I'm a strat player and fan but agree with the others that sometimes you need a guitar with humbuckers which is why I have both. as for a strat getting a heavy crunch well that depends on what your idea of a heavy crunch is. single coil strat pickups will never give you the same sound as a humbucker they just aren't designed that way. you can get different pickups that will help in that dept (and still be single coil). if you need bottom heavy crunch then humbuckers are the way to go.

you may want to consider modding your MIM with different pickups, give Lace Sensor a look as they make almost noiseless pickups in a wide variety for strats that are pretty versatile. this would free up a bunch of money for a different guitar to give you more tonal options. personally I think this is a better route to go rather than going for a jack of all trades (master of none) guitar. if you are heading in a more indie direction perhaps an Epi ES-335 style guitar would be a good choice.
#13
monwobobbo I did think of putting new pickups in my mexican but i feel like, i want a guitar that will last me more. I know a guitar lasts as much as you treat it but if i can invest in a properly well-made quality control guitar then i feel that it might be a better option. The humbucker thing may not be an issue now as i've seen a few videos where a suhr sss is able to withstand the hard-rock sound.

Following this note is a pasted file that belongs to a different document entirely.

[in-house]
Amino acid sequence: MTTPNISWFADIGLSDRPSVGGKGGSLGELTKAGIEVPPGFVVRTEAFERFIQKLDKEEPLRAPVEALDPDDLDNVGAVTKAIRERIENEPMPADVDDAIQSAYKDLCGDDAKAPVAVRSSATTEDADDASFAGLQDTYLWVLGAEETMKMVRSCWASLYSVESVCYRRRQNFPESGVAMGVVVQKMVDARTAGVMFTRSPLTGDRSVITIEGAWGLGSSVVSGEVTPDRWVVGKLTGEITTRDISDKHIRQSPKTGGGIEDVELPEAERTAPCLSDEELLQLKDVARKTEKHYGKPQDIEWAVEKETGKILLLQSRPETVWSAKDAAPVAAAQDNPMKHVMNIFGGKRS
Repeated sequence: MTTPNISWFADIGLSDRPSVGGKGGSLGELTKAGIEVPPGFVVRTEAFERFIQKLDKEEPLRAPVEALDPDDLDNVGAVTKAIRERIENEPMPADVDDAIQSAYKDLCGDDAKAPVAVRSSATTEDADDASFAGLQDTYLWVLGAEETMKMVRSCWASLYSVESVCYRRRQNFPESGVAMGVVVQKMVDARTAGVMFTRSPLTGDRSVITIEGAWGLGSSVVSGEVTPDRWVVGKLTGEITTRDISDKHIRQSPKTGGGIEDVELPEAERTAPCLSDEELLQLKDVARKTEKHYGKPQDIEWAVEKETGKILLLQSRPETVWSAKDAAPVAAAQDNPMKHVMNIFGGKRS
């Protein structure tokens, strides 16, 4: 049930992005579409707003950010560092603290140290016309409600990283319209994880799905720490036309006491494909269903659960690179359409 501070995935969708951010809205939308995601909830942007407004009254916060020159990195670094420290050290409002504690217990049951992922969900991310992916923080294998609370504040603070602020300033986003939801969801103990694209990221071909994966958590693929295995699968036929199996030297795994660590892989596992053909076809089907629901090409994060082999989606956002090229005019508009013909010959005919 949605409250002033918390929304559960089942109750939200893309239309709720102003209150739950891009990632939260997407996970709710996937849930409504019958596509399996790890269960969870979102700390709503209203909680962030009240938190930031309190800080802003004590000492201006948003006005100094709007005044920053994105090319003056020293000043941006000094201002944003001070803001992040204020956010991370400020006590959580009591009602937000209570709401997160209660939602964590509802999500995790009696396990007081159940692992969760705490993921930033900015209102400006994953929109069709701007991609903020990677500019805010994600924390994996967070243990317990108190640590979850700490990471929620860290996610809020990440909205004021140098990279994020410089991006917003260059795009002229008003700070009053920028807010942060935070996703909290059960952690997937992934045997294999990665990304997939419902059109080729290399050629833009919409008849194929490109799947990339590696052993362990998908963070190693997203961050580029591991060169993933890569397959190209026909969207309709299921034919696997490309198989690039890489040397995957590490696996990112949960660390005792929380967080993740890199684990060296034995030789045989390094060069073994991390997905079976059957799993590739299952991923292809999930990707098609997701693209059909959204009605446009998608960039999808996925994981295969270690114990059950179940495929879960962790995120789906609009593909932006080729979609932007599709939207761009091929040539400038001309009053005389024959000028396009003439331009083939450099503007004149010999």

Check out that video

and this is extreme

Last edited by mitchell9d at Jul 31, 2016,
#14
monwobobbo I did think of putting new pickups in my mexican but i feel like, i want a guitar that will last me more. I know a guitar lasts as much as you treat it but if i can invest in a properly well-made quality control guitar then i feel that it might be a better option. The humbucker thing may not be an issue now as i've seen a few videos where a suhr sss is able to withstand the hard-rock sound.



well of course that is up to you. just for the record my MIM is 21 years old and works just fine, it's also my number 1 over my 1989 Fender Strat Plus Deluxe which was the top of the line back then. the MIM for whatever reason just feels better to me. now yes it's been modded but that doesn't change the feel of the guitar. MIMs are solidly made guitars that just need a little help to be really fantastic guitars. I've been playing for over 35 years now and understand the desire for an expensive nice guitar. thing is that I found out after many years of thinking that way that a nice guitar is a nice guitar regardless of price. make sure you shop with your hands and your ears.